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Political prisoner, detained in 1973, returns home to Chile

  • Story Highlights
  • Soldiers took German Rene Cofre Martinez away during Chile's "dirty war" in 1973
  • Remains were identified as his in 1995, but misidentification discovered in 2006
  • He'd been in Argentina for 35 years before returning to hometown, rights group says
  • Group wants "to see if there's evidence that he broke the law"
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By Arthur Brice
CNN
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(CNN) -- A man who was detained during Chile's "dirty war" in 1973 and declared dead in 1995 showed up in his old hometown very much alive last week, a human rights group in Santiago has announced.

In 2004, a boy stands before a banner in Santiago that shows images of some of Chile's "disappeared."

In 2004, a boy stands before a banner in Santiago that shows images of some of Chile's "disappeared."

German Rene Cofre Martinez had been living in Argentina for the past 35 years before he returned to his home in La Cisterna in Chile, said La Agrupacion de Familiares de Detenidos Desaparecidos (The Group of Relatives of Those who Disappeared While Being Detained).

The group demanded an immediate investigation, telling CNN on Tuesday that Cofre may have violated the law.

"Effectively, this gentleman was not a 'disappeared,' " said Lorena Pizarro, president of the human rights group. "This requires an investigation to see if there's evidence that he broke the law."

Cofre's wife received payments from the government because it was believed that her husband had been abducted and disappeared.

Pizarro said by telephone from Santiago that one of Cofre's three grown sons informed officials at the Ministry of the Interior's program for human rights that his father had returned last week. Pizarro said ministry officials briefed her on the matter.

Cofre told authorities at the human rights program that he went to Argentina to work and did not return because "security conditions" did not exist.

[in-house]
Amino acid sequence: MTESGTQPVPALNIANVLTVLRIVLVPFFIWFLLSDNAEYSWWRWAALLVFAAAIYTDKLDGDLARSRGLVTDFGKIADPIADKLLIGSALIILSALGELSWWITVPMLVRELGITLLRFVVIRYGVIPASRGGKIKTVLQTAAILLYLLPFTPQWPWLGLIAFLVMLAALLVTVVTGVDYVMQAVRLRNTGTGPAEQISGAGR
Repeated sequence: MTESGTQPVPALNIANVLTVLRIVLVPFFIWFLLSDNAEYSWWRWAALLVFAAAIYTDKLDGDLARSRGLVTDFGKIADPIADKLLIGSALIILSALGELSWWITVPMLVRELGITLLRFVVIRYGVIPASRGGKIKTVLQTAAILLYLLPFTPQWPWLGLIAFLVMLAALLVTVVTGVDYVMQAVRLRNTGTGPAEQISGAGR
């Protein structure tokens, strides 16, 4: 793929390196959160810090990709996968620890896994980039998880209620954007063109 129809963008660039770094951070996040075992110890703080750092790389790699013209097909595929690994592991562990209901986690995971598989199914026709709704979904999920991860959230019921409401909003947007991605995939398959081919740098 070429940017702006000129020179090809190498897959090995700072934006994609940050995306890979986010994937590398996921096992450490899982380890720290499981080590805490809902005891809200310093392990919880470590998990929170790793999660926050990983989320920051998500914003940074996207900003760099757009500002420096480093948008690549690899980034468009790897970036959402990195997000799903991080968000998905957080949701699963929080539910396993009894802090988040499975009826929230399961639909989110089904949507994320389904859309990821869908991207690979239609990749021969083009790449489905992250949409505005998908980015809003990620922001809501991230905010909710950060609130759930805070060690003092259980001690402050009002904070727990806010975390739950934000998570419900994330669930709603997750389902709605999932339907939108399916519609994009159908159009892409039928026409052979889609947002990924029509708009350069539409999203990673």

Interior Minister Carlos Gajardo is investigating.

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Pizarro's group said in a news conference Monday that Cofre's actions hurt their efforts to find out what happened to loved ones who disappeared while in custody.

"In the same way that we seek the truth for [those who] disappeared while being detained, today we want that the truth be established over this event," said Mireya Garcia, a director with the group.

The news conference was shown on CNN affiliate TVN, Chile's state-run TV.

Cofre was abducted September 24, 1973, in the early days of a coup led by Gen. Augusto Pinochet, according to documents compiled by Memoria Viva, another Chilean human rights group.

The Pinochet dictatorship ruled from 1973 to 1990, after which Chile returned to civilian rule under a democratically elected government.

Government investigations conducted after Pinochet left power found that nearly 2,300 people disappeared during the dictatorship and an additional 30,000 were tortured.

Cofre was not listed as missing in an initial government report in 1991, but a medical commission identified remains as his in 1995.

In 2006, officials determined that the remains were not Cofre's, one of 48 bodies that were found to have been misidentified.

Cofre, now 65, has been living for the past 35 years in Mendoza, Argentina, where he started a second family, the human rights groups said.

His first wife died last year.

Memoria Viva, which is Spanish for "Living Memory," has compiled files on most of the known disappeared. The file for Cofre, available online, details how he was picked up by armed air force personnel from a nearby base on the morning of September 24, 1973. Pinochet had led the coup that overthrew the leftist government of elected President Salvador Allende on September 11.

Cofre, a municipal worker, was a militant member of the Communist Party, Memoria Viva says. He was 30 years old at the time and had three sons.

Cofre had gone to work, the document says, when colleagues told him that military officials were looking for him. He returned home, and around 8 a.m., 10 soldiers surrounded his house. He was taken outside and pistol-whipped after the soldiers asked him where he kept his firearms, the report says. Cofre denied having any weapons but admitted being a communist, the document says.

Officials searched his house, but it is unclear whether any weapons were found.

Cofre was then loaded onto a truck, and the two-vehicle convoy drove off.

Memoria Viva cites an eyewitness account by a neighbor, Castro Castro Perez, for the information on Cofre's abduction.

His wife went to El Bosque air base the next day, where she was told Cofre was being held. She was told that he was well, but no visitors were allowed, Memoria Viva says.

She kept trying to see him for nearly a year, until she was told in late August 1974 that he had been transferred to the public jail.

According to Memoria Viva, that was the last she heard of her husband.

But another neighbor at the time, Margarita Rivera Monsalve, says Cofre was held for only a few days and returned home for the next couple of years, La Nacion newspaper reported on its Web site Tuesday.

The newspaper quotes Rivera as saying that Cofre left for Mendoza in July 1975 "along with my husband, Fernando Aguilera Godoy, Romualdo Aguirre Pinto and another former prisoner whose last name was Coloma."

Aguilera also was a communist, La Nacion said

Reached by telephone, the newspaper said, Aguilera confirmed that he, Cofre and two others -- all of them neighbors -- left to work in Argentina in 1975 but declined to comment further.

All About Human Rights PolicyChileAugusto Pinochet

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